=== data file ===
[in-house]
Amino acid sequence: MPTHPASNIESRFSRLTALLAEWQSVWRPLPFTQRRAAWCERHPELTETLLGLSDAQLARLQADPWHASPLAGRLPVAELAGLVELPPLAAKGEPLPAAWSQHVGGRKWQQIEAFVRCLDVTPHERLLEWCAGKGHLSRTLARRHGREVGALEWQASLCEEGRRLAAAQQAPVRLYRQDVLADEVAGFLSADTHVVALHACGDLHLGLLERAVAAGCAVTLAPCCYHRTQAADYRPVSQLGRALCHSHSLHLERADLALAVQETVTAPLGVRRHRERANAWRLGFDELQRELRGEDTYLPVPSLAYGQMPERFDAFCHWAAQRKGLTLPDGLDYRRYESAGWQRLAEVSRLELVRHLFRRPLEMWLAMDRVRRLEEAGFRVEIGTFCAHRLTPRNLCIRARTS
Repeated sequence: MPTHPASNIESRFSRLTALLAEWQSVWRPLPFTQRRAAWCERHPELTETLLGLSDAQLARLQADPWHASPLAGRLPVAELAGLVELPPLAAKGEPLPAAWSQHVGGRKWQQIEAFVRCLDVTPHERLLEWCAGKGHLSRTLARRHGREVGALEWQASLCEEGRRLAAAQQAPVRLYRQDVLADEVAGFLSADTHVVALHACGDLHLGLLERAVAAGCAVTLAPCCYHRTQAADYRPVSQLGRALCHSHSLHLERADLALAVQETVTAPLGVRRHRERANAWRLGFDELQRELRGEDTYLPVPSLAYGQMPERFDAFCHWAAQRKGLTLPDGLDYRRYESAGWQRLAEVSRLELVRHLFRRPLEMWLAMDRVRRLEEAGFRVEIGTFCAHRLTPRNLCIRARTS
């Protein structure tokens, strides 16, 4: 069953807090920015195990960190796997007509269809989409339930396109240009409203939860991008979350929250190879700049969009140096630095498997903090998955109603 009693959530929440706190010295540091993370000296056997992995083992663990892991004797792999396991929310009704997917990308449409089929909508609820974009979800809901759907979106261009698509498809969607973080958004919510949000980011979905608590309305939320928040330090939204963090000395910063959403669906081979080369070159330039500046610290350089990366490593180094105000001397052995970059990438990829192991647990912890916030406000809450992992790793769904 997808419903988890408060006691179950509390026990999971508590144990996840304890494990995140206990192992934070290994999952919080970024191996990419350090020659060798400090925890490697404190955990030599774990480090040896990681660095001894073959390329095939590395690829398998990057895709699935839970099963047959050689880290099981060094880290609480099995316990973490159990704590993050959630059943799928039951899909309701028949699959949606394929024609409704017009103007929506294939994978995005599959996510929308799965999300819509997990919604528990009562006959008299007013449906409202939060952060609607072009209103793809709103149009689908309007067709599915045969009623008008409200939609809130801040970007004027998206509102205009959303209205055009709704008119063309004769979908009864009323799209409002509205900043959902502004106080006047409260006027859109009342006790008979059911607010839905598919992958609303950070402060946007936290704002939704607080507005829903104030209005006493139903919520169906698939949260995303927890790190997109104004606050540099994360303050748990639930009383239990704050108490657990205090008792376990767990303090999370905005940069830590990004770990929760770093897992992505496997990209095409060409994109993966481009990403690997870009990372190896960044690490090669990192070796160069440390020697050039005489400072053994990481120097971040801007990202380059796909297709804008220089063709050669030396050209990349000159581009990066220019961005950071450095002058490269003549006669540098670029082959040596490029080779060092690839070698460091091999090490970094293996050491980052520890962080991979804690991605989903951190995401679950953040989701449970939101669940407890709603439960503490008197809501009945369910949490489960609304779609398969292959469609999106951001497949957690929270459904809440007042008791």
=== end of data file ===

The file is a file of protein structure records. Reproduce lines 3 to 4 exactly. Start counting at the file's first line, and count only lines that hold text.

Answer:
Repeated sequence: MPTHPASNIESRFSRLTALLAEWQSVWRPLPFTQRRAAWCERHPELTETLLGLSDAQLARLQADPWHASPLAGRLPVAELAGLVELPPLAAKGEPLPAAWSQHVGGRKWQQIEAFVRCLDVTPHERLLEWCAGKGHLSRTLARRHGREVGALEWQASLCEEGRRLAAAQQAPVRLYRQDVLADEVAGFLSADTHVVALHACGDLHLGLLERAVAAGCAVTLAPCCYHRTQAADYRPVSQLGRALCHSHSLHLERADLALAVQETVTAPLGVRRHRERANAWRLGFDELQRELRGEDTYLPVPSLAYGQMPERFDAFCHWAAQRKGLTLPDGLDYRRYESAGWQRLAEVSRLELVRHLFRRPLEMWLAMDRVRRLEEAGFRVEIGTFCAHRLTPRNLCIRARTS
């Protein structure tokens, strides 16, 4: 069953807090920015195990960190796997007509269809989409339930396109240009409203939860991008979350929250190879700049969009140096630095498997903090998955109603 009693959530929440706190010295540091993370000296056997992995083992663990892991004797792999396991929310009704997917990308449409089929909508609820974009979800809901759907979106261009698509498809969607973080958004919510949000980011979905608590309305939320928040330090939204963090000395910063959403669906081979080369070159330039500046610290350089990366490593180094105000001397052995970059990438990829192991647990912890916030406000809450992992790793769904 997808419903988890408060006691179950509390026990999971508590144990996840304890494990995140206990192992934070290994999952919080970024191996990419350090020659060798400090925890490697404190955990030599774990480090040896990681660095001894073959390329095939590395690829398998990057895709699935839970099963047959050689880290099981060094880290609480099995316990973490159990704590993050959630059943799928039951899909309701028949699959949606394929024609409704017009103007929506294939994978995005599959996510929308799965999300819509997990919604528990009562006959008299007013449906409202939060952060609607072009209103793809709103149009689908309007067709599915045969009623008008409200939609809130801040970007004027998206509102205009959303209205055009709704008119063309004769979908009864009323799209409002509205900043959902502004106080006047409260006027859109009342006790008979059911607010839905598919992958609303950070402060946007936290704002939704607080507005829903104030209005006493139903919520169906698939949260995303927890790190997109104004606050540099994360303050748990639930009383239990704050108490657990205090008792376990767990303090999370905005940069830590990004770990929760770093897992992505496997990209095409060409994109993966481009990403690997870009990372190896960044690490090669990192070796160069440390020697050039005489400072053994990481120097971040801007990202380059796909297709804008220089063709050669030396050209990349000159581009990066220019961005950071450095002058490269003549006669540098670029082959040596490029080779060092690839070698460091091999090490970094293996050491980052520890962080991979804690991605989903951190995401679950953040989701449970939101669940407890709603439960503490008197809501009945369910949490489960609304779609398969292959469609999106951001497949957690929270459904809440007042008791």